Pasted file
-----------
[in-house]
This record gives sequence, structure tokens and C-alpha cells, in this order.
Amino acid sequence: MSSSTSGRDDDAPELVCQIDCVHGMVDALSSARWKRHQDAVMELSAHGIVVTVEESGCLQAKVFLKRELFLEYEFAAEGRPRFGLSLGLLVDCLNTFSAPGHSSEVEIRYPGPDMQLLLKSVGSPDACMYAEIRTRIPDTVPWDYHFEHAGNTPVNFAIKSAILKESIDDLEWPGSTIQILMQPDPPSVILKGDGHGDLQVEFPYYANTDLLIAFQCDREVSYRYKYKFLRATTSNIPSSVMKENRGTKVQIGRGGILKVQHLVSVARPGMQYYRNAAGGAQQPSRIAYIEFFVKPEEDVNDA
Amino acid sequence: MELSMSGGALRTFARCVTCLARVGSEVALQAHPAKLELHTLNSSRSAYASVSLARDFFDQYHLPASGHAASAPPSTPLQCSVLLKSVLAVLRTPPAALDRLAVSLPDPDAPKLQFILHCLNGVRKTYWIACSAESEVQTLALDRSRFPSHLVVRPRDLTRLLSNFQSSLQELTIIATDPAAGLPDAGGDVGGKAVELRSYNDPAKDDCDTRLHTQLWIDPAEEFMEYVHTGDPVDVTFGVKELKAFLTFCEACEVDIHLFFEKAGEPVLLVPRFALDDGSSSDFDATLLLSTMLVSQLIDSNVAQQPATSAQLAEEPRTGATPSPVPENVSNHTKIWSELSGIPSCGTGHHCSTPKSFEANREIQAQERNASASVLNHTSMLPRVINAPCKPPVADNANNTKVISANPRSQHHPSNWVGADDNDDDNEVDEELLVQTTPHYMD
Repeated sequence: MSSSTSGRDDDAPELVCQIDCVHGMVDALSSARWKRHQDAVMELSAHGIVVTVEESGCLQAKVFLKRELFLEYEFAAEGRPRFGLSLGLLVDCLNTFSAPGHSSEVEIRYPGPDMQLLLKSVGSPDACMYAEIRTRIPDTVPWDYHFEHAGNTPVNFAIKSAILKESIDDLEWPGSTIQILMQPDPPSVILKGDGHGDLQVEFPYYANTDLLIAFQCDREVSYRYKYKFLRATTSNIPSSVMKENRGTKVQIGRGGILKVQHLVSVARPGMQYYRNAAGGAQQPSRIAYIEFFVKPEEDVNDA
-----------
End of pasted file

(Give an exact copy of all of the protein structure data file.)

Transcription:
[in-house]
This record gives sequence, structure tokens and C-alpha cells, in this order.
Amino acid sequence: MSSSTSGRDDDAPELVCQIDCVHGMVDALSSARWKRHQDAVMELSAHGIVVTVEESGCLQAKVFLKRELFLEYEFAAEGRPRFGLSLGLLVDCLNTFSAPGHSSEVEIRYPGPDMQLLLKSVGSPDACMYAEIRTRIPDTVPWDYHFEHAGNTPVNFAIKSAILKESIDDLEWPGSTIQILMQPDPPSVILKGDGHGDLQVEFPYYANTDLLIAFQCDREVSYRYKYKFLRATTSNIPSSVMKENRGTKVQIGRGGILKVQHLVSVARPGMQYYRNAAGGAQQPSRIAYIEFFVKPEEDVNDA
Amino acid sequence: MELSMSGGALRTFARCVTCLARVGSEVALQAHPAKLELHTLNSSRSAYASVSLARDFFDQYHLPASGHAASAPPSTPLQCSVLLKSVLAVLRTPPAALDRLAVSLPDPDAPKLQFILHCLNGVRKTYWIACSAESEVQTLALDRSRFPSHLVVRPRDLTRLLSNFQSSLQELTIIATDPAAGLPDAGGDVGGKAVELRSYNDPAKDDCDTRLHTQLWIDPAEEFMEYVHTGDPVDVTFGVKELKAFLTFCEACEVDIHLFFEKAGEPVLLVPRFALDDGSSSDFDATLLLSTMLVSQLIDSNVAQQPATSAQLAEEPRTGATPSPVPENVSNHTKIWSELSGIPSCGTGHHCSTPKSFEANREIQAQERNASASVLNHTSMLPRVINAPCKPPVADNANNTKVISANPRSQHHPSNWVGADDNDDDNEVDEELLVQTTPHYMD
Repeated sequence: MSSSTSGRDDDAPELVCQIDCVHGMVDALSSARWKRHQDAVMELSAHGIVVTVEESGCLQAKVFLKRELFLEYEFAAEGRPRFGLSLGLLVDCLNTFSAPGHSSEVEIRYPGPDMQLLLKSVGSPDACMYAEIRTRIPDTVPWDYHFEHAGNTPVNFAIKSAILKESIDDLEWPGSTIQILMQPDPPSVILKGDGHGDLQVEFPYYANTDLLIAFQCDREVSYRYKYKFLRATTSNIPSSVMKENRGTKVQIGRGGILKVQHLVSVARPGMQYYRNAAGGAQQPSRIAYIEFFVKPEEDVNDA